A few days later I boarded a plane to leave Austin, Texas to return to the Midwest. I didn't feel ready to leave the last place my father had lived. The streets that he was so familiar with. The hoards of homeless people he would have called his friends. I wanted desperately to stay, believing that somehow the city itself could offer me answers. As I sat on the parking garage steps and sobbed louder than I ever had before, not caring that people rushing past me were witnessing this, the sky suddenly lost its brightness. Clouds darkened the sky and a cool wind picked up. In a few minutes it was hailing amid the loud thunder claps and sudden lightening bolts. A sudden storm that seemed to be mimicking my own emotional turmoil.

As the plane rose into the sky, on my right the sky revealed the sun and the storm lifting with bright rays of sunshine slicing through the clouds. On my left the dark, heavy gray storm clouds still existed around the glow of the moon. I was flying through night and day. The sun and the moon following me all the way home to the Midwest. I knew then that with this loss there would be a gain, but I wasn't sure when or how. All I knew then was that I had a very, very long way to go.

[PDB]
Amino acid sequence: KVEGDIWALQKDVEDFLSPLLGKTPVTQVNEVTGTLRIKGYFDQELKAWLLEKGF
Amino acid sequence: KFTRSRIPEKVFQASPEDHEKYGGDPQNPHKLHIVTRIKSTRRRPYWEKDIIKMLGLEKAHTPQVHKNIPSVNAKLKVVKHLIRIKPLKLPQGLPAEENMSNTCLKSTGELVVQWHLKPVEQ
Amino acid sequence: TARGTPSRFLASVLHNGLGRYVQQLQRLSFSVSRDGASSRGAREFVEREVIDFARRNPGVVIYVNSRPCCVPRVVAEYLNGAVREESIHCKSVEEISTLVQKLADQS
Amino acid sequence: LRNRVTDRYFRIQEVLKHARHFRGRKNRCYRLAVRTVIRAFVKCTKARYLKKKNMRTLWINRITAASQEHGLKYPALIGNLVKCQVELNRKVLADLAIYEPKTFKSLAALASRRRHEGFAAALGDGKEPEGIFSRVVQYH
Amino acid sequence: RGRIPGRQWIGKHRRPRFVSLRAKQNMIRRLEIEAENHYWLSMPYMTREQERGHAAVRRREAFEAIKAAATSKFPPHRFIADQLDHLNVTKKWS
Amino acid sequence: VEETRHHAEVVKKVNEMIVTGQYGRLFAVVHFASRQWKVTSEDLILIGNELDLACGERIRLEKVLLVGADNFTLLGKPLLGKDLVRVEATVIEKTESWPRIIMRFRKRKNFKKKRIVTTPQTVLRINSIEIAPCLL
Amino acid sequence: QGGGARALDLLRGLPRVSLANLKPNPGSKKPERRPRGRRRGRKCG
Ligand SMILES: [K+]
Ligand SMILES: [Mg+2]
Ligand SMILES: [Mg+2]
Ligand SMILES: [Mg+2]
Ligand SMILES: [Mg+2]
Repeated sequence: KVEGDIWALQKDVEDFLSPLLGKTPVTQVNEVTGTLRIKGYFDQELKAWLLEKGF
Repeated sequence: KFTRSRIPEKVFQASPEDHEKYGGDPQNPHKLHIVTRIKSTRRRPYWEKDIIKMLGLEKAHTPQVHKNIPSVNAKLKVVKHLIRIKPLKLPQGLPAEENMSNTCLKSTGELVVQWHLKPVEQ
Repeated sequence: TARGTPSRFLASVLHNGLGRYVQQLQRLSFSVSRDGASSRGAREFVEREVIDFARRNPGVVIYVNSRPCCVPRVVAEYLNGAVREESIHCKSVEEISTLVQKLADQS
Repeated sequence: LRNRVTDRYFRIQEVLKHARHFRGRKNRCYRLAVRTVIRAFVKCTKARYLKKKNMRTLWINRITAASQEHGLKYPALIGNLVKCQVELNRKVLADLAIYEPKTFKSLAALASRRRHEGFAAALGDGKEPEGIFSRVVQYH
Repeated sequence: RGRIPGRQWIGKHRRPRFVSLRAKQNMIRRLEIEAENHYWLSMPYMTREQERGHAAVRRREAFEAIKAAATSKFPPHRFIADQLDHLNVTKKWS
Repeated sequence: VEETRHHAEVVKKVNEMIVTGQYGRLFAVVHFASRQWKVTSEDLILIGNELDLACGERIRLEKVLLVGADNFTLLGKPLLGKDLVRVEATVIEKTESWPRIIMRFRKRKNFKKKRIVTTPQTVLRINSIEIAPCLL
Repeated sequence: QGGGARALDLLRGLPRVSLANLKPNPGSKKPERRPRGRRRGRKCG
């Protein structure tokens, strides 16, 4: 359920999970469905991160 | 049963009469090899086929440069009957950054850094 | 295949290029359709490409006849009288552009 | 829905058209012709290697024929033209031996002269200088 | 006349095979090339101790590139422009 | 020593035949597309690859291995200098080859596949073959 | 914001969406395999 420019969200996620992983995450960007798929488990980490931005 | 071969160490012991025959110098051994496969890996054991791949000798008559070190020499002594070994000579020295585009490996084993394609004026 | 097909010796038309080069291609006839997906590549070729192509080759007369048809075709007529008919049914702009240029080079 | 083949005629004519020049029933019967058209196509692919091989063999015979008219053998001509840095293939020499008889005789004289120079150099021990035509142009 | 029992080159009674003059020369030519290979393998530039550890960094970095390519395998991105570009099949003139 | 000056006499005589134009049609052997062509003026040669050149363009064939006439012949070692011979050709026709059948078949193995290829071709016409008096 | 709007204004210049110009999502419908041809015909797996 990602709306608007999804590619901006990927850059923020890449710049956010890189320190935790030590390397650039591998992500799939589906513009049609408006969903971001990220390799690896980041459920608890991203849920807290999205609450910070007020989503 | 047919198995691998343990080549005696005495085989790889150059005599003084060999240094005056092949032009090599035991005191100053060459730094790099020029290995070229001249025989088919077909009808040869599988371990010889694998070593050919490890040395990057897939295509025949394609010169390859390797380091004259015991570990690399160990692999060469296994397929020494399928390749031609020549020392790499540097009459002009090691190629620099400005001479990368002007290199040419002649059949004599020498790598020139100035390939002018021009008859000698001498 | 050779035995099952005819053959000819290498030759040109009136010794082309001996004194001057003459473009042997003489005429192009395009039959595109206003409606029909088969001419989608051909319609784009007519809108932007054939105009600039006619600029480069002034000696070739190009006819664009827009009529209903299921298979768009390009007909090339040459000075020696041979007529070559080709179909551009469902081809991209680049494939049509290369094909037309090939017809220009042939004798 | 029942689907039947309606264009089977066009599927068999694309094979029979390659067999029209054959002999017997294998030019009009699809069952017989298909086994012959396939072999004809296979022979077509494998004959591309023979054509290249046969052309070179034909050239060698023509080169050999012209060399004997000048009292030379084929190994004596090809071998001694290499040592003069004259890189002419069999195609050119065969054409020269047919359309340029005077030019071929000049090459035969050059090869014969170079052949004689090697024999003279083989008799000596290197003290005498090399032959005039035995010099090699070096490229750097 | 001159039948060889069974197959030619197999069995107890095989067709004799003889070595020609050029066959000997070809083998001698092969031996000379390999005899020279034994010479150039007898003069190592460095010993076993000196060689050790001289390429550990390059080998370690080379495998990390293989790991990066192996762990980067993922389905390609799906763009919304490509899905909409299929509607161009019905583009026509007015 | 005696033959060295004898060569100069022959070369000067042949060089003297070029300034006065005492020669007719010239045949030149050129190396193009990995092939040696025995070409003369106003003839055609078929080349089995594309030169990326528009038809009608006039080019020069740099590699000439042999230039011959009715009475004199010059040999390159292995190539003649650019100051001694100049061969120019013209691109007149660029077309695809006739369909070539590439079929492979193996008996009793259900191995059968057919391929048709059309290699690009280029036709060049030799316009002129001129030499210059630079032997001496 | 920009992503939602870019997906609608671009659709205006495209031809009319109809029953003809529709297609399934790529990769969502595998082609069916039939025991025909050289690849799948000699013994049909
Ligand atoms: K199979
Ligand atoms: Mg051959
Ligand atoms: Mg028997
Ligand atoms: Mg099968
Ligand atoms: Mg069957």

16 July 2009


I just looked at this poem I wrote in 2002/03. I think it still holds up, although I may do some editing at a later date. Thought I'd share.

Letter from Inside
I look forward to his letters
written in unsure cursive—
he cannot sleep at night
the guards keep
the radio on and
there is never complete darkness—
a fluorescent buzz of light
constant as breath—
Saturday a man arrived
in his block singing all night
… All You Need is Love …
he laughed as he told me
over the gingivitis stench